Ever since humans have walked the earth, every generation has left its unique mark on history since then. Whether it is in the form of documentations, invention or any major discovery, humans have an inherent tendency to be curious and tenacious enough to find information about matters that challenges their understanding. There are many such examples and deciphering the mysterious symbols on the Dighton rock is one of them.
During the melting of glaciers at the end of last ice age, many landscapes and geological structures were exposed from the covering of the snow. One of them is supposed to be a 40-ton boulder that arrived to the Taunton River in Massachusetts, USA. Named as Dighton Rock, it measures 5 feet(1.5 meters) high, 9.5 feet(2.9 meters) wide, and 11 feet (3.4 meters) long. It is composed of gray-brown crystalline sandstone. It has a sort of chiseled six sided structure and on one side Petroglyphs or rock carvings are found.
It is still a disputable topic about who is actually responsible for the rock inscriptions. Some claim that it was created by the settlers who came searching for the New World like the Europeans, Chinese or Japanese people. Some claim it to be the work of Native Indians and even Vikings.
But the truth is that it could have been created by anyone as people have been creating such rock arts for as long as the human civilization has started. They could have been made by the locals or just any other passerby, whoever might have decided to leave a piece of his imagination on the rock. And the fact that it was present on the river bed, the constant erosion has led many difficulties by the experts to accurately date the Petroglyphs.
However, many scholars agree that the first official investigation about the rocks started in 1680, when Reverend John Danforth visited it. He made a rough copy of about half of it as the rest was immersed under tidal water. He deduced that it was the work of Native Indians or the local Wampanoag Indians and interpreted the symbols as depicting a battle between locals and newcomers.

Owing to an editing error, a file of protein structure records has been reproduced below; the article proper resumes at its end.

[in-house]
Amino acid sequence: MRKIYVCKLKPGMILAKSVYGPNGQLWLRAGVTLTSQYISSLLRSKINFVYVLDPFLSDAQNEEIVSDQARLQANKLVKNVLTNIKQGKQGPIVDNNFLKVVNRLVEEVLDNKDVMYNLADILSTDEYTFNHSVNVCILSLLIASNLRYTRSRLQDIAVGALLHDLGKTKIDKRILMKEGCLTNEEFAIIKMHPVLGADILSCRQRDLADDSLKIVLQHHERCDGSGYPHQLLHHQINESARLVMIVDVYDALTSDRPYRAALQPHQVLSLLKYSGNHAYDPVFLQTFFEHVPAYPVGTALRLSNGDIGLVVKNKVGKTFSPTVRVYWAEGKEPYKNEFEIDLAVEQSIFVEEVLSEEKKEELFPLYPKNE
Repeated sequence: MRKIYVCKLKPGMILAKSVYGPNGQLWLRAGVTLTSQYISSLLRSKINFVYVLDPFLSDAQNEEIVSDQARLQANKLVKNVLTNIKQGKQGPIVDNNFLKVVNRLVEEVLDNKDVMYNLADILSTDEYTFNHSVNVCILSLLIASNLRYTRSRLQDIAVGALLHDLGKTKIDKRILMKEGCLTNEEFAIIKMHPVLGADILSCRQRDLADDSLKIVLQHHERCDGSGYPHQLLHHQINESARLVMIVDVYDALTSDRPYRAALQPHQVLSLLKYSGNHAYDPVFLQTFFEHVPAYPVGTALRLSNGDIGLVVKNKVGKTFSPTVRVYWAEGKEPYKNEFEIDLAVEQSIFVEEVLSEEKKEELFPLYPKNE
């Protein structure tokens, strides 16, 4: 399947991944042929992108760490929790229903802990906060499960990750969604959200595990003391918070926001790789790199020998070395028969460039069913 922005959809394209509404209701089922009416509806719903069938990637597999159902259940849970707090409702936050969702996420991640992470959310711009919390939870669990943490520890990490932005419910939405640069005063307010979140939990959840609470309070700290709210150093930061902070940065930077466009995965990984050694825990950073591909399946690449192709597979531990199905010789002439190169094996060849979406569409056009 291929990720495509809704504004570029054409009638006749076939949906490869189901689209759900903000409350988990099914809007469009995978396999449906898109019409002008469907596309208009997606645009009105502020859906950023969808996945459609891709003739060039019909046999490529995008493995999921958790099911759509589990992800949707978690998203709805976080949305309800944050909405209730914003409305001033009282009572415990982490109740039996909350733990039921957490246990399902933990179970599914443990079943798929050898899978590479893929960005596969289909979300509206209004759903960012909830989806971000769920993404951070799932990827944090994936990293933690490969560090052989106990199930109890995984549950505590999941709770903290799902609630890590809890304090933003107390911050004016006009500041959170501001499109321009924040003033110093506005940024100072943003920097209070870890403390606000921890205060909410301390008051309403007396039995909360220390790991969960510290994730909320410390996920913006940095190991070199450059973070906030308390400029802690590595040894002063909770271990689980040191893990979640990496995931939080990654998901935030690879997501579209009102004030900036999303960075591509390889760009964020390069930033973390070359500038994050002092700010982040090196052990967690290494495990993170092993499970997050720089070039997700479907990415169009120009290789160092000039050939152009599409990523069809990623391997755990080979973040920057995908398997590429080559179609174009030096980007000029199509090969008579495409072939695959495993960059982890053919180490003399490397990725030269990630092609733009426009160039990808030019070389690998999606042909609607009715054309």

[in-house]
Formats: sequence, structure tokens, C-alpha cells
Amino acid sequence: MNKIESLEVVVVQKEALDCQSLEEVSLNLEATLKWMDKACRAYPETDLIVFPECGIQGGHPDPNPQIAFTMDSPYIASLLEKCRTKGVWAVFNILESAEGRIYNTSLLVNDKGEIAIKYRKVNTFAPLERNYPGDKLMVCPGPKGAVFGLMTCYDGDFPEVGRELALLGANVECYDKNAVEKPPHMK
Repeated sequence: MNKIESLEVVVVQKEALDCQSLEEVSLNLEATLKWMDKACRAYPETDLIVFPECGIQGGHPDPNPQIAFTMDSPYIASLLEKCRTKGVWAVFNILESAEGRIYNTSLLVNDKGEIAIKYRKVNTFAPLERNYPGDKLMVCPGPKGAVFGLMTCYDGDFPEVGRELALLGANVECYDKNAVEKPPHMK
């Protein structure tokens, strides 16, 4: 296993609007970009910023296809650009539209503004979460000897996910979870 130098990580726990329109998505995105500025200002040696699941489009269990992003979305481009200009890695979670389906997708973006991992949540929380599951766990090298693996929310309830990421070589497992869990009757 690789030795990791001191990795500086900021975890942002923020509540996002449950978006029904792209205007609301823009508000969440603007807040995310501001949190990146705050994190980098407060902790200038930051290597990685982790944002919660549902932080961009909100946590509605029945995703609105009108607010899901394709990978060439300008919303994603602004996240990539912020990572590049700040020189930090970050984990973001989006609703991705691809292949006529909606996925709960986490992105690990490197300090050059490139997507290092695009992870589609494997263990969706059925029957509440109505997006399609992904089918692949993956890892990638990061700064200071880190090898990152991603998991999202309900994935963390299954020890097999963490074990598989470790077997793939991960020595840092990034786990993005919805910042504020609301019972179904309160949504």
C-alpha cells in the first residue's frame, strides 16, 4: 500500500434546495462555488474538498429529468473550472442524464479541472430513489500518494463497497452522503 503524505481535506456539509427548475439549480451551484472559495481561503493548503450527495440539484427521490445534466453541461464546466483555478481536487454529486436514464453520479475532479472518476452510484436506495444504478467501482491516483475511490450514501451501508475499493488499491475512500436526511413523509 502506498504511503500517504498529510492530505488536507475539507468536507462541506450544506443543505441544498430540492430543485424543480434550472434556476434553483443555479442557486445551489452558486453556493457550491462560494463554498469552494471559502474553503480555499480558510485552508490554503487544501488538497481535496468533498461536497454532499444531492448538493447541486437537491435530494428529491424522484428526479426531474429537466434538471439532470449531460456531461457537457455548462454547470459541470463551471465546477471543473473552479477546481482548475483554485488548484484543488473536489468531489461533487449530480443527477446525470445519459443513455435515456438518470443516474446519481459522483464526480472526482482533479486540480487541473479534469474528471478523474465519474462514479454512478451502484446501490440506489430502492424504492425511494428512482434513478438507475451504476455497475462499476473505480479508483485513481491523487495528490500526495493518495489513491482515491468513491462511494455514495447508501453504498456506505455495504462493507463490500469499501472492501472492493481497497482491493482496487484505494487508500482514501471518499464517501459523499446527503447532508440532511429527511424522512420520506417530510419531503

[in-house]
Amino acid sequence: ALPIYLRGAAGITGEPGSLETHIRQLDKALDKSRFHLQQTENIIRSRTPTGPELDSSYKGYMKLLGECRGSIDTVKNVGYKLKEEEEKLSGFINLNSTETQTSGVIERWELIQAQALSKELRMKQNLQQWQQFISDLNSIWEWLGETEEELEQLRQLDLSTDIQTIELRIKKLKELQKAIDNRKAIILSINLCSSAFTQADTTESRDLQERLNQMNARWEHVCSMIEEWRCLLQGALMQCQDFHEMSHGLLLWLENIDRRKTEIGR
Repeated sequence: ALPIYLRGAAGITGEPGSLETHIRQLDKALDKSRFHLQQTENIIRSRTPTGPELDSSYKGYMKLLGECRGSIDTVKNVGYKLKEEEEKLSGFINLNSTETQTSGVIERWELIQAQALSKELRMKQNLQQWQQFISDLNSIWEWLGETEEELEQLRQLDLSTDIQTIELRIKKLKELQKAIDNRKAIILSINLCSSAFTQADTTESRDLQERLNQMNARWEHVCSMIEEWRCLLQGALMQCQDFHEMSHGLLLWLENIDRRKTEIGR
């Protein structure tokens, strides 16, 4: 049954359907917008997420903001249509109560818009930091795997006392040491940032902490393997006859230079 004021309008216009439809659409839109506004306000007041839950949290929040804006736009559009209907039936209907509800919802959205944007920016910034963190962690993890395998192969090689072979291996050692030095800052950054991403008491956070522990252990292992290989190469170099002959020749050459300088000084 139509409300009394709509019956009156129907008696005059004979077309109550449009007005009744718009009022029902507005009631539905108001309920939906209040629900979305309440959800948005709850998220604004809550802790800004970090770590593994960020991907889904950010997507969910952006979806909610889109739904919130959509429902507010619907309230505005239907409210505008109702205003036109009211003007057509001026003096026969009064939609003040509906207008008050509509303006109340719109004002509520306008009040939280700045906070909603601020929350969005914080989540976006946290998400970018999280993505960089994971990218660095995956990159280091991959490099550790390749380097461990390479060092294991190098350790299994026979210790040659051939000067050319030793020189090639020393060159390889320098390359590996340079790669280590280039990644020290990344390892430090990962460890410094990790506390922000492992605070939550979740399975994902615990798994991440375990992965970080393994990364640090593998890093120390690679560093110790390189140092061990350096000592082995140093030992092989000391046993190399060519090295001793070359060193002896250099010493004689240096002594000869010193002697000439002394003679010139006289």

In 1689, Reverend Cotton Mather stated it as the work of Satanists explorers who perished upon the arrival of Puritans. In 1783, congregationalist minister and academic Erz Stiles said that it was made by Ancient Phoenicians leading speculations that the Norse or early Portuguese explorers did it simply to leave a mark of their presence.
A French scholar, Antone Court de Gebelin said that the symbols hewn on the rock depicted past, present and future. By 1831, many scholars have even linked the hieroglyphs to ancient Hebrew words and the Old Testament even linking it to King Solomon's regime. In 1963, the rock was removed from the river and kept in a museum in the Dighton State Park. In 1980, it was listed on the National Register of Historic Places.
Over the years, these Petroglyphs have been the centre of attention for many historians, amateur archaeologists, students and tourists alike,who flock to the location to witness the carvings which have been the topic for over 35 hypothesis officially and inspiration for about 1000 books and articles. Although the origins or interpretation of the symbols have yet to be revealed, but one thing has been absolutely confirmed that these Petroglyphs are genuine and very old.